At the same time, I think that the other developments and our for-profit development partners, we need them, too. We need to have the balance because, as we’re growing here in the city, we need to have interest from people across the state or the tri-state. And by that, I mean, it’s going to take all of the energy, all of the interest to really bring the city to the vision that the mayor has. We’re just trying to have good balance here.
ROI: Speaking of balance, let’s be honest, it’s nice when you can announce a Carl Dranoff project, or Shaq or Queen Latifah — those are going to get the headlines and bring a spotlight to Newark. But these projects are just as important. These are the foundations on which cities grow, correct?
AL: It’s just as important. We must do this type of work. I think the larger projects are critical, too, because they’re also building units for people who may want to move into the city as we continue to want to grow our population. Before COVID, our population was growing about 3% a year, which was good for us, because it gives us more revenue. And our population growth also yielded the need to also have new units.
So, anything that’s happening downtown, with the projects you mentioned, is important. At the same time, though, we need quality, affordable housing. And, so, it’s going to take the mindset of committed developers and our partners to be able to do. Affordable housing is not easy. It’s a complicated mix of financing and capital stacks and approvals at multiple levels, whether it’s state or federal or here on the local side.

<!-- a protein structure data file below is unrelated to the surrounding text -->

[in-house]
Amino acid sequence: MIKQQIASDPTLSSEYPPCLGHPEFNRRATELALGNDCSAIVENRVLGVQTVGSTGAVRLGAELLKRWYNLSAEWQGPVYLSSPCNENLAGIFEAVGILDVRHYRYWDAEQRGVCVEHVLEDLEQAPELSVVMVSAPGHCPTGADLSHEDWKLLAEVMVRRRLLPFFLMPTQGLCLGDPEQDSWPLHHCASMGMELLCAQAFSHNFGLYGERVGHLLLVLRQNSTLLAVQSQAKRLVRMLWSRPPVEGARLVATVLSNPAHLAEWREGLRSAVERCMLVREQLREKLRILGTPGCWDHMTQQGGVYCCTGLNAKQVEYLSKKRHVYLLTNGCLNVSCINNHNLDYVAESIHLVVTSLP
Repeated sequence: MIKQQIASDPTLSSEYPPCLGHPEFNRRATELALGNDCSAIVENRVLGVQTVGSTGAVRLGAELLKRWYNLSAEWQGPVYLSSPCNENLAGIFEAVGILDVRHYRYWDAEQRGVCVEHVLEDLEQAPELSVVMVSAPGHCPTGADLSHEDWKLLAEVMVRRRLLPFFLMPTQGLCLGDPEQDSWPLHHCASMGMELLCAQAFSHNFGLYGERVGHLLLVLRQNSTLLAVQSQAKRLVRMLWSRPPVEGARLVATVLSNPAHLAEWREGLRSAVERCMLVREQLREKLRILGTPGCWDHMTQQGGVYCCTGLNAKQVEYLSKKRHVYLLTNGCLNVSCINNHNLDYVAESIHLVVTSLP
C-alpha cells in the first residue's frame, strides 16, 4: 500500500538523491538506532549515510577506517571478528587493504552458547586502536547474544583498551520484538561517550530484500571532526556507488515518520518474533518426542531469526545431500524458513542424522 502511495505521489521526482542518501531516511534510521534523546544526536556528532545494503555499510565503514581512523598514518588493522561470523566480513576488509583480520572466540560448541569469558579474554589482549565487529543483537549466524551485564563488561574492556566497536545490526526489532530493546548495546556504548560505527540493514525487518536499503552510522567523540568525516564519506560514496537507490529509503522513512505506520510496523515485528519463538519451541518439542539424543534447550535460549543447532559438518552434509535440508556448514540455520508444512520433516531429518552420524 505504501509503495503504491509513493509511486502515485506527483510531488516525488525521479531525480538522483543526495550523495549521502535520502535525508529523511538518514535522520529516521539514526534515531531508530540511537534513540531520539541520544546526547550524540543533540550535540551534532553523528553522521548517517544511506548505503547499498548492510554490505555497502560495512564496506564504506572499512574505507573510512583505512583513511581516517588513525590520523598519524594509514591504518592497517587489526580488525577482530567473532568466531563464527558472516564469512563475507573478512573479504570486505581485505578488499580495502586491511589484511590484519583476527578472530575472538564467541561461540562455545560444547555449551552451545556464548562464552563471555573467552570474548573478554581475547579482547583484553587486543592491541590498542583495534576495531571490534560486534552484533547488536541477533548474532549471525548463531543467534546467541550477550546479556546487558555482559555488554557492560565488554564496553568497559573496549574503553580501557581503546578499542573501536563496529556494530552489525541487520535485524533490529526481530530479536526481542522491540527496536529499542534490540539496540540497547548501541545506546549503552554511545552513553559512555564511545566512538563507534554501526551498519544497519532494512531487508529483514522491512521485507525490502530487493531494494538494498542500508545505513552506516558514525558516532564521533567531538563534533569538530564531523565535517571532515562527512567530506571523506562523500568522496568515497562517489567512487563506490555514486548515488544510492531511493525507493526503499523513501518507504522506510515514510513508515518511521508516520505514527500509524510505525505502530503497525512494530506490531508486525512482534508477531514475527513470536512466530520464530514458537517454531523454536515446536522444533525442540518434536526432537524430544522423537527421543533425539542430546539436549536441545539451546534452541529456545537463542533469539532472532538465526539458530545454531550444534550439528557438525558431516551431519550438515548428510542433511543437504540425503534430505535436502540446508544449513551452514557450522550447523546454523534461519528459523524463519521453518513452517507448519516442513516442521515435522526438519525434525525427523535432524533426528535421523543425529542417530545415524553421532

It really takes a lot of heart and a lot of passion for people to want to do this work. And we are really glad that we had 13 projects. We actually have 25. And, I think, if we had enough funding, we probably want to fund it, all of them. We just had limited resources.
ROI: That goes to the final question. This is Year One for you — the craziest year anyone could imagine — and you got a lot done. When you look at Year Two and Three and Five, what are the next steps?
AL: My first year was a lot about team-building. This doesn’t happen without having a strong team. The team at (Economic & Housing Development) has been great. Many of them were here before I arrived. All of this was about building that team because, as we grow as a team, we’re able to produce at a higher level.
The second thing about the future, honestly, is we just have to accelerate. We’ve got to go faster, we’ve got to find a way to find solutions. And we’ve got to bring more capital to the city. Part of my struggle is that we don’t have a lot of resources that can fill gaps. And, so, what we’ve been doing is building relationships at the state level, talking more to the lending partners and the people who do community development and investment, because the more they know who is here in the city and trying to do the good work, I think we have a higher probability of bringing the capital that we need here.
A lot of it has been also showcasing the work of the team, including people like (communications director) Frank Baraff. I’ll sing Frank’s praises every day. I’m so glad that he’s a part of (the department). He’s been helping us make sure our message gets out there. Every day, all the time.